Young Adult Literature

3 On a YA Theme: Challenged YA Books to Read in Support of Intellectual Freedom

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Tirzah Price

Senior Contributing Editor

Most of Tirzah Price's life decisions have been motivated by a desire to read as many books as humanly possible. Tirzah holds an MFA in Writing for Children & Young Adults from Vermont College of Fine Arts, and has worked as an independent bookseller and librarian. She’s also the author of the Jane Austen Murder Mysteries, published by HarperTeen, and Bibliologist at TBR: Tailored Book Recommendations. Follow her on Twitter @TirzahPrice.

Sponsored by A Blade So Black by L.L. McKinney

“The fantasy book I’ve been waiting for my whole life. Alice is Black Girl Magic personified.” —Angie Thomas, #1 New York Times-bestselling author of The Hate U Give. Life in real-world Atlanta isn’t always simple, as Alice juggles an overprotective mom, a high-maintenance best friend, a slipping GPA, and an ongoing battle against monstrous creatures in the magical dream realm known as Wonderland. When Alice’s handsome and mysterious mentor is poisoned, she has to find the antidote by venturing deeper into Wonderland than she’s ever gone before. And she’ll need to use everything she’s learned in both worlds to keep from losing her head…literally.

Hey YA readers, it’s Banned Books Weeks, which is a bit of a misnomer! Anyone who has ever worked in a library knows that this month, more than any other month, you hear the confused question, “You ban books here?” To which we say—NO! Never! Banned Books Week is about raising awareness to challenges to our intellectual freedom, which seem to be coming faster and more frequently these days. The ALA’s Office for Intellectual Freedom records challenges to materials in schools and public libraries, and while most challenges don’t result in banning, 2017 saw an uptick in challenges—from 323 to 416. You can always check out the top ten most challenged lists going back to the 1990s to get a feel for what’s pushing people’s buttons, but I wanted to highlight a few favorite challenged YA books from recent years that you definitely should read this week or any other week of the year because they are important—and so is intellectual freedom!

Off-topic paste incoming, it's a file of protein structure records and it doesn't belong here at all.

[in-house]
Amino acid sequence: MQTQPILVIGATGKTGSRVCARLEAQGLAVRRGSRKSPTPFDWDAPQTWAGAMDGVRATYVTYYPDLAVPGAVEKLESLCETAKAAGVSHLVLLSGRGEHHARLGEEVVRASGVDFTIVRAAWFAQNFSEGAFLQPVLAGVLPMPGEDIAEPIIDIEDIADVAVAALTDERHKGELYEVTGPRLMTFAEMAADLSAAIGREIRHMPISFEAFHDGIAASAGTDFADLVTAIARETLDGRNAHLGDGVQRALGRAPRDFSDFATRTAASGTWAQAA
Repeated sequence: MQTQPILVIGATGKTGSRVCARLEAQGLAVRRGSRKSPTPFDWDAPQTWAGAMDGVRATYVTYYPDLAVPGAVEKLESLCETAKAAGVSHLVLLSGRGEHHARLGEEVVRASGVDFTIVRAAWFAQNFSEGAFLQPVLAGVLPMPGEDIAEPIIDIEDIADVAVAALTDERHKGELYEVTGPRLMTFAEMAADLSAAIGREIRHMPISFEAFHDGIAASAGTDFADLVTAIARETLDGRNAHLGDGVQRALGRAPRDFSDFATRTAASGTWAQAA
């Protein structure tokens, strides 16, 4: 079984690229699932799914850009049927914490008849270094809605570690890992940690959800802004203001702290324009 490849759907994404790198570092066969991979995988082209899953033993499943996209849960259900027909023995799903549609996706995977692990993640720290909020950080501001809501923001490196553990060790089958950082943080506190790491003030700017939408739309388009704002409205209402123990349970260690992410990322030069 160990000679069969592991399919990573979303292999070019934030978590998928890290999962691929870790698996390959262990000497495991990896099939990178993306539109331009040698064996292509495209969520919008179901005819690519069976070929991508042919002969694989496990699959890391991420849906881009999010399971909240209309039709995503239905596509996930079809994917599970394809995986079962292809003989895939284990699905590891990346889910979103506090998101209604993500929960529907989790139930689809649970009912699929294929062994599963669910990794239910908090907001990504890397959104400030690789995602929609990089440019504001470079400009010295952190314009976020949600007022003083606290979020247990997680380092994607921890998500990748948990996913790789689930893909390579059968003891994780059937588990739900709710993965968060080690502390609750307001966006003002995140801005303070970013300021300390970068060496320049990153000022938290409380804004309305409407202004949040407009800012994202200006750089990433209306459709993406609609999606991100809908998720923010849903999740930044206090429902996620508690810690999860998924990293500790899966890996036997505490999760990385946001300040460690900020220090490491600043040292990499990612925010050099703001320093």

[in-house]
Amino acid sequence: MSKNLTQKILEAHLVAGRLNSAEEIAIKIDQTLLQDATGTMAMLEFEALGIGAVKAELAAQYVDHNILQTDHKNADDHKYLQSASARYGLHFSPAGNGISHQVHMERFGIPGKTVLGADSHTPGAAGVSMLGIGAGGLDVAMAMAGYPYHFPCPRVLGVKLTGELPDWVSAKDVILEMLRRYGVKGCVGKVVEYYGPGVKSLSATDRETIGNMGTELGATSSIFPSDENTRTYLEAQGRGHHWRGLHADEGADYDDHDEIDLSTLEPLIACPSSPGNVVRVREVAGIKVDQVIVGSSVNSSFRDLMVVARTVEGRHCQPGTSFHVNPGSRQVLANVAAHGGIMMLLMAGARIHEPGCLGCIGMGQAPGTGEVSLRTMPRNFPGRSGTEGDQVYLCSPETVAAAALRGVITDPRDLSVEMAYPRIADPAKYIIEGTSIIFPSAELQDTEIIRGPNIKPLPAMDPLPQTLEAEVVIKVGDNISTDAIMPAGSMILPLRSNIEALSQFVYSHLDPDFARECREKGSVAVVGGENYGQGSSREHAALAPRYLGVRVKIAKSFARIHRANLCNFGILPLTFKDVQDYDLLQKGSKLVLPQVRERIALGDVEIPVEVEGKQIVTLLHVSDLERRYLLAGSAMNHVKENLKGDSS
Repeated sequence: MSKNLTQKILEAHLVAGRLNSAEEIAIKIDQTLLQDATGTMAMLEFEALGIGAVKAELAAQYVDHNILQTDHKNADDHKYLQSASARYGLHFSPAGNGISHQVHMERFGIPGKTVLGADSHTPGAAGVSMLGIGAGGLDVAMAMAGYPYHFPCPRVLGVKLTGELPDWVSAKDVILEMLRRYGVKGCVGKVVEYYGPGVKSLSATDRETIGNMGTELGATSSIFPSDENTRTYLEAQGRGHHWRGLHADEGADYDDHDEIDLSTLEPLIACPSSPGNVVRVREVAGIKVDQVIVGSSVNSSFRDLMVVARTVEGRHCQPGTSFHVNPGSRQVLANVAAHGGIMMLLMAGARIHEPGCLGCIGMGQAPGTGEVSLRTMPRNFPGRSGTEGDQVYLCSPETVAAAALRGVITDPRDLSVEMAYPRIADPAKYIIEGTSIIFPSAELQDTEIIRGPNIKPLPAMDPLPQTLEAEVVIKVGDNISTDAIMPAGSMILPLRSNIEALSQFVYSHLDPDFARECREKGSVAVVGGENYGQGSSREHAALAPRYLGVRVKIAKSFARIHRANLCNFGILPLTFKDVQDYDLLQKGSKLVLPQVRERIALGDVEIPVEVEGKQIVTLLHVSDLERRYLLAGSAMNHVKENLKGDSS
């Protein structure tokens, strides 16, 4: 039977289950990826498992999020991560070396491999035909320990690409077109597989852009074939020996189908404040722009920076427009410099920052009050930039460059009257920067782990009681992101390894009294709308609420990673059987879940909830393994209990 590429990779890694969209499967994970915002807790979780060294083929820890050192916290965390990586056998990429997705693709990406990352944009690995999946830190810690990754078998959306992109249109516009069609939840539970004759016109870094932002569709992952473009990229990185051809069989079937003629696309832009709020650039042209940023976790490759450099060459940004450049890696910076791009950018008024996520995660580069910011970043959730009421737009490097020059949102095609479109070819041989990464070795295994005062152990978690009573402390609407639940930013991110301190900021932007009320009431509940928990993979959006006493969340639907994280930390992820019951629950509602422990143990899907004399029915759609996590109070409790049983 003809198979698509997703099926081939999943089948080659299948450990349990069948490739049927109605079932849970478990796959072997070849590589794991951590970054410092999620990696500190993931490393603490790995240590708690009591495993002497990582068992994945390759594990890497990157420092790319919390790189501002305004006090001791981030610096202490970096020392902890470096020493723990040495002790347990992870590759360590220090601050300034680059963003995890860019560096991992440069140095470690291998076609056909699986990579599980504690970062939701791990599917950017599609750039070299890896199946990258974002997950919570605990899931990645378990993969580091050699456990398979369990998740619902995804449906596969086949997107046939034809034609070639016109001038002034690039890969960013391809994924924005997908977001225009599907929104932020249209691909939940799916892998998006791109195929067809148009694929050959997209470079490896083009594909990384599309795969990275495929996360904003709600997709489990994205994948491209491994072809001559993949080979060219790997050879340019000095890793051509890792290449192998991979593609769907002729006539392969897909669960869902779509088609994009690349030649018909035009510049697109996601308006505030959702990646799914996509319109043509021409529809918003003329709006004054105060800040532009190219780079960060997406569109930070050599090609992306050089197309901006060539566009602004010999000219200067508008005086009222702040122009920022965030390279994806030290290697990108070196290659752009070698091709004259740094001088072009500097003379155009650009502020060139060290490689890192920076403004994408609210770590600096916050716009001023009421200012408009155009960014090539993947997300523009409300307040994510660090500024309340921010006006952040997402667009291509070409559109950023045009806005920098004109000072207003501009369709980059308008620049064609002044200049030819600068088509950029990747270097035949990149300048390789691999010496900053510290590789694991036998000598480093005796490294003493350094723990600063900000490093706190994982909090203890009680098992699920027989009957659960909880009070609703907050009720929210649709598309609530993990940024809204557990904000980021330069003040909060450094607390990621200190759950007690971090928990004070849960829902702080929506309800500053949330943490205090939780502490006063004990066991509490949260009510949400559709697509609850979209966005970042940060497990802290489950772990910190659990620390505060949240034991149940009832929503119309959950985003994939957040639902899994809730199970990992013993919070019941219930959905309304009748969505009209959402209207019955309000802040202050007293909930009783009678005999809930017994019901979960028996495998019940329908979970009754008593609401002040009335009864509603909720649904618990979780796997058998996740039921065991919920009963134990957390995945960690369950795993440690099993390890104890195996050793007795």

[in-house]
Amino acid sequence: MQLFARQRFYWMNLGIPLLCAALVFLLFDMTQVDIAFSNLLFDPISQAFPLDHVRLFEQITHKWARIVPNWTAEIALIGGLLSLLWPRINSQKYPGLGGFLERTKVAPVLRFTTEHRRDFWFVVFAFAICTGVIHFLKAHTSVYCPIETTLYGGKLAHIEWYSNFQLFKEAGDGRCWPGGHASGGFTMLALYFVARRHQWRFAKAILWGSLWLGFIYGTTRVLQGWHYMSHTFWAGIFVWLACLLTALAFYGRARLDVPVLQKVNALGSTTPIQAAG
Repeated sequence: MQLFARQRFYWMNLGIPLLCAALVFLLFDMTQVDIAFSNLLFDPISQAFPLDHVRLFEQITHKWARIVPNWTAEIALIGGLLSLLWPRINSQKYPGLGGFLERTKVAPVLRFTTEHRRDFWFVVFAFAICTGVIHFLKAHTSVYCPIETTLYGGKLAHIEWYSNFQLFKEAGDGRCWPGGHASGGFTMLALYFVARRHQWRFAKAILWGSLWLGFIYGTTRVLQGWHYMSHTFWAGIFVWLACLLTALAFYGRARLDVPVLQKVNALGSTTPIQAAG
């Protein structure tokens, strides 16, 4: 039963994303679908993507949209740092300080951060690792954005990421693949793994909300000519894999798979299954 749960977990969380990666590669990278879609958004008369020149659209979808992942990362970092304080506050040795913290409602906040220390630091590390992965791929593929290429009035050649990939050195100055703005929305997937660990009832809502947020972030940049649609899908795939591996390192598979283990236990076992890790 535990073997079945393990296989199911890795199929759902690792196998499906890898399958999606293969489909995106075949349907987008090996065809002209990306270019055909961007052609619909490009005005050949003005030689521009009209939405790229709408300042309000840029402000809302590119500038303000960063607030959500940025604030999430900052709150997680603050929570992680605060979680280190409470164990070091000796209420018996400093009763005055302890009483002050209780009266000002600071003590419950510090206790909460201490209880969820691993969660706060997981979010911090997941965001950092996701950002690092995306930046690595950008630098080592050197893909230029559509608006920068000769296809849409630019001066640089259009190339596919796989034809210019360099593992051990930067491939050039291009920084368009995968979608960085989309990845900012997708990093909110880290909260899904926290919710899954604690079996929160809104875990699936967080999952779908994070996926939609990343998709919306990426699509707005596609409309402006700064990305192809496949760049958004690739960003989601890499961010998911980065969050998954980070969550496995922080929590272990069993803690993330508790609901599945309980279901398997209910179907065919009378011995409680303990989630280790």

The Hate U GiveThe Hate U Give by Angie Thomas

You might have to be living under a rock to not have heard about this award-winning book. Considering how divided the U.S. is on the subject of police brutality and the shameful racism that is rampant in our society, it’s not at all surprising to me that The Hate U Give made the top ten most challenged list its first year of publication. The ALA OIF reports that it was challenged in school libraries and removed from curriculums mostly due to “profanity” and “vulgar language.” I personally know three high school teachers who would love to use the book in the classroom but can’t because of administration and parental objections to language. This saddens me, but I think the fact that so many teachers and schools are bringing it into classrooms is so very important.

Two Boys Kissing by David LevithanTwo Boys Kissing by David Levithan

David Levithan’s novel about two boys protesting a recent hate crime by trying to set the world record for the longest kiss, narrated by a Greek chorus of men who lost their lives to AIDS, appeared on the top ten list in both 2015 and 2016. While I’ve never personally faced an official challenge to this book, every time I place it on display in my library, I inevitably find that someone turns it around so that the cover and title aren’t visible (a subtly insidious form of censorship that is much more difficult to track than formal complaints!). The ALA cited the cover image as a reason for some of the challenges, which is just so absurd I have to laugh. Talk about judging a book by its cover…

this one summerThis One Summer by Mariko and Jillian Tamaki

This One Summer is a stunningly beautiful YA graphic novel that nabbed both a 2015 Printz and Caldecott Honors, and the attention it garnered clearly wasn’t all positive as it was the #1 most challenged book in 2016. I loved that this book is about two friends who are starting to become curious about and exposed to the adult world during one transformative summer, and I thought that the Tamaki cousins expressed the tension of passing from childhood to adulthood beautifully. It’s incredibly sad that so many adults believe a positive portrayal of coming of age was inappropriate for readers, citing LGBTQ characters, profanity, drug use, and mature themes as a reason to remove it from shelves.

I encourage you all to have an active understanding of how your local libraries and schools handle challenges to intellectual freedom, and show your support for intellectual freedom every week of the year by standing up for #freadom and supporting these books!

Want more “3 On A YA Theme” posts? Gotcha covered.